Composite materials are versatile materials and have found increased use in all areas of engineering where high strength, low weight materials are needed. The unique characteristics of these materials at different length scales also poses a challenge in understanding the mechanical behaviour which is essential to the design of reliable structures. Most of the current models are based on continuum mechanics which although, appropriate for certain settings do not fully integrate the phenomena at microscopic scale such as debonding of fibres and matrix, failure of individual fibres within the composite materials. Although there has been steady development of models that address some micromechanical aspects, the models are limited due to lack of quality experimental data for calibration. The current project intends to address this gap in the knowledge.
This aim of the project is to understand the microscopic phenomena associated with deformation and damage at elemental level (e.g. fibre, matrix, interface) to build a stronger macroscopic framework for the properties measured at larger length scale (e.g. cm). The aim of the project is achieved through the following objectives:
- Determination of macroscopic properties (e.g. mechanical strength, elastic modulus) of selected composite materials in the laboratory.
- Acquisition of 3D xray and neutron tomograms for selected composite materials under uniaxial and biaxial states of stress.
- Undertaking segmentation of the acquired tomograms to identify the microscopic features relating to deformation and damage and extract selected microscopic features.
- Undertake micromechanical modelling (e.g. discrete element method) of the composite material and calibrate using the acquired data from 3D tomography.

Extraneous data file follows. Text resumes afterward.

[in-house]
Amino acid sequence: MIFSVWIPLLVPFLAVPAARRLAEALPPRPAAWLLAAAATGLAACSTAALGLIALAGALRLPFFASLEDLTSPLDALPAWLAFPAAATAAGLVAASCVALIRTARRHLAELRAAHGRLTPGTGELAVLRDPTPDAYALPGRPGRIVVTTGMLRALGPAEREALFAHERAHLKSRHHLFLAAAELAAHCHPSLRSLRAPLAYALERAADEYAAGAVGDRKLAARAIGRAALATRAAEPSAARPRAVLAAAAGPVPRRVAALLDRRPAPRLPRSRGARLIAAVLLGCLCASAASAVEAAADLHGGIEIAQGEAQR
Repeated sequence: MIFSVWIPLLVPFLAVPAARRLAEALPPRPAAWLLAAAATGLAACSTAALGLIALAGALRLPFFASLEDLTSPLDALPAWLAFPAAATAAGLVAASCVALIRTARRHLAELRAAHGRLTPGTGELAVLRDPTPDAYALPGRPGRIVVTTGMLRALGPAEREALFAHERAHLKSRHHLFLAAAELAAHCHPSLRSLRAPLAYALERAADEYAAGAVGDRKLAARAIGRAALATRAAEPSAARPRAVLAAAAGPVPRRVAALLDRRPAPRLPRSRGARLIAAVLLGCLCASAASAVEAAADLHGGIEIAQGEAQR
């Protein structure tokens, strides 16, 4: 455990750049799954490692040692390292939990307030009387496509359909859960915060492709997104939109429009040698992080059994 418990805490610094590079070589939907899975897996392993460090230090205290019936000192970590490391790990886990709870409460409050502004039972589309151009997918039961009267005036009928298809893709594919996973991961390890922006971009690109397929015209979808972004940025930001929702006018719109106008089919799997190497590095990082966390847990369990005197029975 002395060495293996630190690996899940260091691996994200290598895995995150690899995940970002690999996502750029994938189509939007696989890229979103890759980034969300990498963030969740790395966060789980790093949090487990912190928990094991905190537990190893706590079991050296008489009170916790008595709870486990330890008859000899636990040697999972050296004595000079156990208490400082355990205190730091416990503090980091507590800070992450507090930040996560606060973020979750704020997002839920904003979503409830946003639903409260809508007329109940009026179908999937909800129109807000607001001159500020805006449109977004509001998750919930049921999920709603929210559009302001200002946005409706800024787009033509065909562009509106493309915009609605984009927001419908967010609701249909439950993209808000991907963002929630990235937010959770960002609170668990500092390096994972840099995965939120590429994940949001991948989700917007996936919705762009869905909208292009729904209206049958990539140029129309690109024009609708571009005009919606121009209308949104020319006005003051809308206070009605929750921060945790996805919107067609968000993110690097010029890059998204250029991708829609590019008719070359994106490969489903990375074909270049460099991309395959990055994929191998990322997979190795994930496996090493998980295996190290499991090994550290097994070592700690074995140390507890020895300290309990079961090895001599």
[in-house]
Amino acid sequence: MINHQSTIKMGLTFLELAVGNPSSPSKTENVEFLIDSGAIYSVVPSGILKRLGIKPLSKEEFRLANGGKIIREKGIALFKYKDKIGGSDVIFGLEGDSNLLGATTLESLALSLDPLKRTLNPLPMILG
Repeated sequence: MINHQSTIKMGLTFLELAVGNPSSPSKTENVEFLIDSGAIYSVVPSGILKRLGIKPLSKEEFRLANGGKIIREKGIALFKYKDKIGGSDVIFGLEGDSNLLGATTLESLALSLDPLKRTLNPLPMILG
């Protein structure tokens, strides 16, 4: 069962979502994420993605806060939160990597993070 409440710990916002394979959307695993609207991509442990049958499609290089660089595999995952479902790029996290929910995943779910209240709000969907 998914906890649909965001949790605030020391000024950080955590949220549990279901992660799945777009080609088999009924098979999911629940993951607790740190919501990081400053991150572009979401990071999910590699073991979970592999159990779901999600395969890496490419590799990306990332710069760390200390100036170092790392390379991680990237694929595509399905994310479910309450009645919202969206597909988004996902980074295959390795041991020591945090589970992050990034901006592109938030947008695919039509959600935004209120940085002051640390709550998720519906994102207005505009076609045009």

- Formulate a multiscale framework and validate using the data acquired in the laboratory.
This project involves undertaking experiments at beamline facilities external to the University and the prospective candidates should be prepared to travel and conduct the experiments offsite.
It is expected that the applicant have background or experience in fracture mechanics, designing and undertaking experiments and numerical modelling. We are particularly interested to hear from applicants with experience in conducting experiments in x-ray or neutron beamlines and have experience in computed tomography.
The student will be part of Composite Materials Group within the Institute of Materials and Processes and join a vibrant community of PhD students, post doctoral associates and academics working in various aspects of composites. It is also house of exciting test facilities such as FASTBLADE, one of the unique facilities enabling full scale testing facility for blades of tidal turbines.
The University of Edinburgh is committed to equality of opportunity for all its staff and students, and promotes a culture of inclusivity. Please see details here: https://www.ed.ac.uk/equality-diversity
Minimum entry qualification - an Honours degree at 2:1 or above (or International equivalent) in a relevant science or engineering discipline, possibly supported by an MSc Degree. Further information on English language requirements for EU/Overseas applicants.
An undergraduate degree in mechanical engineering or Physics/Applied Mathematics.
Tuition fees + stipend are available for Home/EU and International students